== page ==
Opinion - Spending Money
More and more students are taking low-paying jobs and internships to get their feet in the door. These opportunities might not be the best way to pay off student loans, but the experiences are quite valuable.

Many students take advantage of the summertime to dip their toes into post-graduate life with an internship. Some use it as a networking tool; some use it as a way to explore their career options. Others use it to fulfill a degree requirement.

Having an internship as a degree requirement is not uncommon in college, even at Iowa State, but when internships are unpaid or low-paying, they can turn into another barrier to graduation for low-income students.

According to the National Association of Colleges and Employers (NACE), 43% of internships in 2017 were unpaid. When these internships are tied to an academic requirement, students still have to pay tuition for however many credits the internship fills.

For example, if an internship translates as a three-credit class, a student has to enroll in that course for the time they are working. Even if they aren’t paid for their work as an intern, they would still pay at least $1,272 in tuition and fees, alongside any costs for transportation, temporary relocation, housing or anything else.

That’s not to say internships aren’t valuable. Internships provide students with relevant work experience, which 65% of employers are looking for in college graduates, according to NACE. NACE also found that first-generation students, who tend to have lower incomes, reported their internships as having a greater impact on their career readiness than non-first-generation students did.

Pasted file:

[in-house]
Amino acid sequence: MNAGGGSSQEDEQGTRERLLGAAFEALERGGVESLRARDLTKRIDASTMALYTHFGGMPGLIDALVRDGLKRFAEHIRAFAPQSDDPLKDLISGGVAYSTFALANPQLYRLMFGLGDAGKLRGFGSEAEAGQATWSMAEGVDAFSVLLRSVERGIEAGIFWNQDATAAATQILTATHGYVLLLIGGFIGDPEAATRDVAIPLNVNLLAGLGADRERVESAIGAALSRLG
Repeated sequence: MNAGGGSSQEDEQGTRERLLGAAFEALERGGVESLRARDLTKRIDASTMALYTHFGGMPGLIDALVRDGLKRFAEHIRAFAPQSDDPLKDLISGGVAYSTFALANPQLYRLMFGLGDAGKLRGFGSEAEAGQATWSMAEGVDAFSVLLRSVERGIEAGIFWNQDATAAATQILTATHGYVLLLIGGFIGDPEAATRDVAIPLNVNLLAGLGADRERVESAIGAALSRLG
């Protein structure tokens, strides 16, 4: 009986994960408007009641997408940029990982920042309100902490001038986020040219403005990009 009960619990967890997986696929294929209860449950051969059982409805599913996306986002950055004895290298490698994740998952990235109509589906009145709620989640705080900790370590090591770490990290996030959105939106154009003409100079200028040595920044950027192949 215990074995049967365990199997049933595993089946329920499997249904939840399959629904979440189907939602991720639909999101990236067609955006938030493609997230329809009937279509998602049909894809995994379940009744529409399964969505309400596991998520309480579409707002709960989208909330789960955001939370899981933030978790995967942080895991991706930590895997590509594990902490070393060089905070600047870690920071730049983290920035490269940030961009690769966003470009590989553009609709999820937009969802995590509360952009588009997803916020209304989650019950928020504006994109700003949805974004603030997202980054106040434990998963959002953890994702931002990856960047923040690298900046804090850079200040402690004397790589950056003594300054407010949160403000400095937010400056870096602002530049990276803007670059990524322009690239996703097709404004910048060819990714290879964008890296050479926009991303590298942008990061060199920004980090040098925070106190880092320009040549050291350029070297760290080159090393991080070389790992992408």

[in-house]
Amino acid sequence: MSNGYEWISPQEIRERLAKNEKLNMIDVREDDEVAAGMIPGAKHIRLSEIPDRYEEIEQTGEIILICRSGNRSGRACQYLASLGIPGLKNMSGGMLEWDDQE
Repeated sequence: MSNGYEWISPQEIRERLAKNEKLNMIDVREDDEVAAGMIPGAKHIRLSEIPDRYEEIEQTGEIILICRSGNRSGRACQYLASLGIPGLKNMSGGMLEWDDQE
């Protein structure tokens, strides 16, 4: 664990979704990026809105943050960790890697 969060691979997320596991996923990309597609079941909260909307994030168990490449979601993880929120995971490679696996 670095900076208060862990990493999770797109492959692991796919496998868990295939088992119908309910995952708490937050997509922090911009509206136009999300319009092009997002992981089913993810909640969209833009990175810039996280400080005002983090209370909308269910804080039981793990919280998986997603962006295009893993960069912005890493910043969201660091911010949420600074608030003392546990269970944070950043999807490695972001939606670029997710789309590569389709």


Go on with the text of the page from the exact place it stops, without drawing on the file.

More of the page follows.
However, that same study also found that first-generation students are more likely to take unpaid internships and be exploring work in non-profit or government jobs, which are less often required to pay interns. When the internship isn't providing any income, students have to pick up a second — or even a third — job to keep up with expenses, leaving them with even less time to focus on anything related to their education.

First generation students — and the larger group of low-income students, disproportionately composed of women and students of color — already come to college with a lower chance of graduating, according to College for America’s analysis of data from the National Center for Education Statistics, and requiring an internship either limits their potential areas of study from the start or leaves them struggling to afford to keep up with their classmates.

When these students enter Iowa State, they can find help at the Office of Student Financial Aid and Career Services to help them find and prepare for internships, but requiring those internships puts a roadblock right in the list of degree requirements.

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(2) comments

Steve Gregg

I don’t see any difference between doing an internship than doing a class. You have to pay tuition for both. You seem to be arguing that minorities be exempt from this requirement or get paid while white students don’t. The reason why minorities have a lesser chance of graduation is that universities accept minority students with lower ACT/SAT scores, sometimes a standard deviation less, in order to fluff their diversity statistics. Accepting minority students who are not competitive is one of the many ways that the push for diversity is destructive. Colleges are just setting these kids up to fail to make themselves look good.

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